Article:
Proposal would change tax code to aid the environment

WASHINGTON (AP) — How about this for a way to cut your personal taxes: make businesses that pollute the environment and use precious natural resources pay government levies instead.
A Worldwatch Institute study issued over the weekend says such a plan could ease Americans’ conventional tax burden by 15 percent.
The trade-off, proposed in “Getting the Signals Right: Tax Reform to Protect the Environment and the Economy,” would raise taxes on emissions, pollution and use of energy and resources, and earmark all proceeds to reduce existing taxes that penalize work, investment and consumption.
“Ninety percent of the taxes we pay today … boil down to taxes on work and investment,” such as income, sales, payroll, profit, capital gains, trade and property assessments, said study author David Malin Roodman.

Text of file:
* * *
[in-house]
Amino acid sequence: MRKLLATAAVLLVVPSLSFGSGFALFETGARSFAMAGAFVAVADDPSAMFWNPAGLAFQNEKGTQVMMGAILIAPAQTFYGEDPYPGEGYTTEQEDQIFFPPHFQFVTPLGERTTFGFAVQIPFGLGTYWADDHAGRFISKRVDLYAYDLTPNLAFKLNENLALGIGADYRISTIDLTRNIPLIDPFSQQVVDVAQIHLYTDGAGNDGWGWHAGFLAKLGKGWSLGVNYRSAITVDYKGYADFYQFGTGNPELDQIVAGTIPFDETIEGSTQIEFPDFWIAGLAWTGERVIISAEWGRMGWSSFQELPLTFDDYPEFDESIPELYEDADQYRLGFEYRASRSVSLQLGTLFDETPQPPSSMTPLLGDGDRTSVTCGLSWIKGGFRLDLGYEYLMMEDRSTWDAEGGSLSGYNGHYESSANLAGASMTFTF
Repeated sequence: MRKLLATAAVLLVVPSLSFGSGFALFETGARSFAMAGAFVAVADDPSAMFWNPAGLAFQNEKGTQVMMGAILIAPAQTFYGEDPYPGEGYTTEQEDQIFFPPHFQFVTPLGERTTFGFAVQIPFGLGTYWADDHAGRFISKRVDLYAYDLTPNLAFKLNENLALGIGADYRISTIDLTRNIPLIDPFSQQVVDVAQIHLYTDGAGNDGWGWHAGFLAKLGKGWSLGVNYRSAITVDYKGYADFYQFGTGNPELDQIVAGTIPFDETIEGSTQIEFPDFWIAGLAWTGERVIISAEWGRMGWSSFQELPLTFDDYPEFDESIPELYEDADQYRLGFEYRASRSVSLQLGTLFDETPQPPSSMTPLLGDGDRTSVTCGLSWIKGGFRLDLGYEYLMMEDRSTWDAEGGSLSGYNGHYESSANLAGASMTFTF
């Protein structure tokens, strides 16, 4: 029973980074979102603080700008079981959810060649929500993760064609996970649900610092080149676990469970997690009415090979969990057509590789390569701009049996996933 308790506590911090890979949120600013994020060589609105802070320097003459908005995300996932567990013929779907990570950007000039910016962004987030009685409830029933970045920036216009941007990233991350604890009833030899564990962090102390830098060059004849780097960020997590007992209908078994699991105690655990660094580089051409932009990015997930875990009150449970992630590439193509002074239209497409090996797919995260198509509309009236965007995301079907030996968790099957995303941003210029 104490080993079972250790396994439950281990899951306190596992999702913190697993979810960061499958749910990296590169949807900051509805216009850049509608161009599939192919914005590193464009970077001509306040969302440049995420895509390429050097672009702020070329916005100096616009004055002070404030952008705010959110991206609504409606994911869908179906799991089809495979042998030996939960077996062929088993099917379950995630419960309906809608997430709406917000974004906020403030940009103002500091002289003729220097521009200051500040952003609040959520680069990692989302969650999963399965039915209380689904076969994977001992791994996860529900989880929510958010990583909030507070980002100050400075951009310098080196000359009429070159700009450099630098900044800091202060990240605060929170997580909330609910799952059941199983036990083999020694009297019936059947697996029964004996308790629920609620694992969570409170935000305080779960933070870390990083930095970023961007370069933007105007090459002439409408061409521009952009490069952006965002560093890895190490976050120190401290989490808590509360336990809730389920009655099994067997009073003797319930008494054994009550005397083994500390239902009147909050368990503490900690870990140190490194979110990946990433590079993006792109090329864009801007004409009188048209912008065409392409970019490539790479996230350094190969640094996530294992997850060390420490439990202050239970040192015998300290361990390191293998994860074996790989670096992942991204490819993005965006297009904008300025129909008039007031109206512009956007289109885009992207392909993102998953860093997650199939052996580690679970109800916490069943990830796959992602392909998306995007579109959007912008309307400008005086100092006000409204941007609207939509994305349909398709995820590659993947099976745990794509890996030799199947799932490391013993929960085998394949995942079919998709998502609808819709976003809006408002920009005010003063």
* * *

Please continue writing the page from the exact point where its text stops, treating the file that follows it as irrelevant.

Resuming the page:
Including the gasoline tax, “less than 5 percent of taxes are from activity that hurts the environment,” he added at a news conference.
“Why should tax codes discourage investment and employment unnecessarily when large parts of government are trying to stimulate those activities?” Roodman asked. “Why shouldn’t tax codes discourage pollution?”
In 1993, President Clinton proposed a U.S. energy user tax. But because the Clinton plan was to be used to cut the budget deficit, “its benefits were much fuzzier,” Roodman said.
Policymakers in Denmark, Germany, the Netherlands and other European countries are leading the way in imposing “green taxes,” which can include emission levies or buying and selling so-called pollution quota permits, interchangeable among different enterprises.
For example, the study said Holland’s taxation of heavy metal emissions has reduced leakage of cadmium, copper, lead, mercury and zinc into canals and lakes by up to 97 percent since 1976.
The study argues economies are hurt by conventional taxes — especially on capital gains, wages and profits — because they discourage growth.
But “environmental tax and permit systems can raise trillions of dollars … allowing significant tax cuts for work and investment,” it said.